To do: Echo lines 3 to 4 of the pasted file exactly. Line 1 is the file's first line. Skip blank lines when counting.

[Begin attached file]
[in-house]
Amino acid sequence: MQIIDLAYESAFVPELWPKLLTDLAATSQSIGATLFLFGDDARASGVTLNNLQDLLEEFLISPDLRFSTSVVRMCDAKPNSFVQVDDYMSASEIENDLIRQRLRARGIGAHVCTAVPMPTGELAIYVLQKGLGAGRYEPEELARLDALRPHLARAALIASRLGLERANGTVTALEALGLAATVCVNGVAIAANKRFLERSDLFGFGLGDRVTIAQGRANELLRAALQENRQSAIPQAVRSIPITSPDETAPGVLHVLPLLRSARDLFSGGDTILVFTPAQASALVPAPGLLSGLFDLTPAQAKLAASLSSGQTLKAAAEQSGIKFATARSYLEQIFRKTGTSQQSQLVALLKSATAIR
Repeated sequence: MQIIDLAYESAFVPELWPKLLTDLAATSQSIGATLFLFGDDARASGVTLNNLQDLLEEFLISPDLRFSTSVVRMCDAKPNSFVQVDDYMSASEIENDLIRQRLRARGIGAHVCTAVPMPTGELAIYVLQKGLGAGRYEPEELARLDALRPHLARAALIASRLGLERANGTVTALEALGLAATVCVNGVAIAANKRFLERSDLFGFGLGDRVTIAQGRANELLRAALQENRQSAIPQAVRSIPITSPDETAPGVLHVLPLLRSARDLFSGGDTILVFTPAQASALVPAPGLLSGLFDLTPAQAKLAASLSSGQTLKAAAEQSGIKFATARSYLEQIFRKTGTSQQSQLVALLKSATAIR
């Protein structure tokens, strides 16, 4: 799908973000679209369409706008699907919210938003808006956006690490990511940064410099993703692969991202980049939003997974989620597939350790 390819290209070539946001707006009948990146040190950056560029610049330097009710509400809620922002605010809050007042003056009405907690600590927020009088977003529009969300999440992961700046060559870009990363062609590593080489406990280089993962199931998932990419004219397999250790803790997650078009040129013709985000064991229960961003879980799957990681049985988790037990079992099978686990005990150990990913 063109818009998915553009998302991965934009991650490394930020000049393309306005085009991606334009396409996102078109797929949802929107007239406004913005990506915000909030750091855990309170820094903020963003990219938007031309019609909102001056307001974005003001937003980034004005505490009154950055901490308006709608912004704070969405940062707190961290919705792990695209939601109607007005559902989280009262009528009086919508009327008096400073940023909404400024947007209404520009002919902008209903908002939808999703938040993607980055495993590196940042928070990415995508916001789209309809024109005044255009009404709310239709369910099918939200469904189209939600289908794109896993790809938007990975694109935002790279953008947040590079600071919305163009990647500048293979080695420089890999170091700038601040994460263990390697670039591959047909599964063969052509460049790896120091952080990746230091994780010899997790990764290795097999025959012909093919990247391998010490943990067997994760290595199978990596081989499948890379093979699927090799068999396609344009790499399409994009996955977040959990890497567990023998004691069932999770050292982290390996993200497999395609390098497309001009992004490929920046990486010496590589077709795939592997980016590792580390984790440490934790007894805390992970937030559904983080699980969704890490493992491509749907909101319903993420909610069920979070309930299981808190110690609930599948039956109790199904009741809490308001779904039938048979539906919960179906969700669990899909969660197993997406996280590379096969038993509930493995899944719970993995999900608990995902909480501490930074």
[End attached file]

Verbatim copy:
Repeated sequence: MQIIDLAYESAFVPELWPKLLTDLAATSQSIGATLFLFGDDARASGVTLNNLQDLLEEFLISPDLRFSTSVVRMCDAKPNSFVQVDDYMSASEIENDLIRQRLRARGIGAHVCTAVPMPTGELAIYVLQKGLGAGRYEPEELARLDALRPHLARAALIASRLGLERANGTVTALEALGLAATVCVNGVAIAANKRFLERSDLFGFGLGDRVTIAQGRANELLRAALQENRQSAIPQAVRSIPITSPDETAPGVLHVLPLLRSARDLFSGGDTILVFTPAQASALVPAPGLLSGLFDLTPAQAKLAASLSSGQTLKAAAEQSGIKFATARSYLEQIFRKTGTSQQSQLVALLKSATAIR
């Protein structure tokens, strides 16, 4: 799908973000679209369409706008699907919210938003808006956006690490990511940064410099993703692969991202980049939003997974989620597939350790 390819290209070539946001707006009948990146040190950056560029610049330097009710509400809620922002605010809050007042003056009405907690600590927020009088977003529009969300999440992961700046060559870009990363062609590593080489406990280089993962199931998932990419004219397999250790803790997650078009040129013709985000064991229960961003879980799957990681049985988790037990079992099978686990005990150990990913 063109818009998915553009998302991965934009991650490394930020000049393309306005085009991606334009396409996102078109797929949802929107007239406004913005990506915000909030750091855990309170820094903020963003990219938007031309019609909102001056307001974005003001937003980034004005505490009154950055901490308006709608912004704070969405940062707190961290919705792990695209939601109607007005559902989280009262009528009086919508009327008096400073940023909404400024947007209404520009002919902008209903908002939808999703938040993607980055495993590196940042928070990415995508916001789209309809024109005044255009009404709310239709369910099918939200469904189209939600289908794109896993790809938007990975694109935002790279953008947040590079600071919305163009990647500048293979080695420089890999170091700038601040994460263990390697670039591959047909599964063969052509460049790896120091952080990746230091994780010899997790990764290795097999025959012909093919990247391998010490943990067997994760290595199978990596081989499948890379093979699927090799068999396609344009790499399409994009996955977040959990890497567990023998004691069932999770050292982290390996993200497999395609390098497309001009992004490929920046990486010496590589077709795939592997980016590792580390984790440490934790007894805390992970937030559904983080699980969704890490493992491509749907909101319903993420909610069920979070309930299981808190110690609930599948039956109790199904009741809490308001779904039938048979539906919960179906969700669990899909969660197993997406996280590379096969038993509930493995899944719970993995999900608990995902909480501490930074």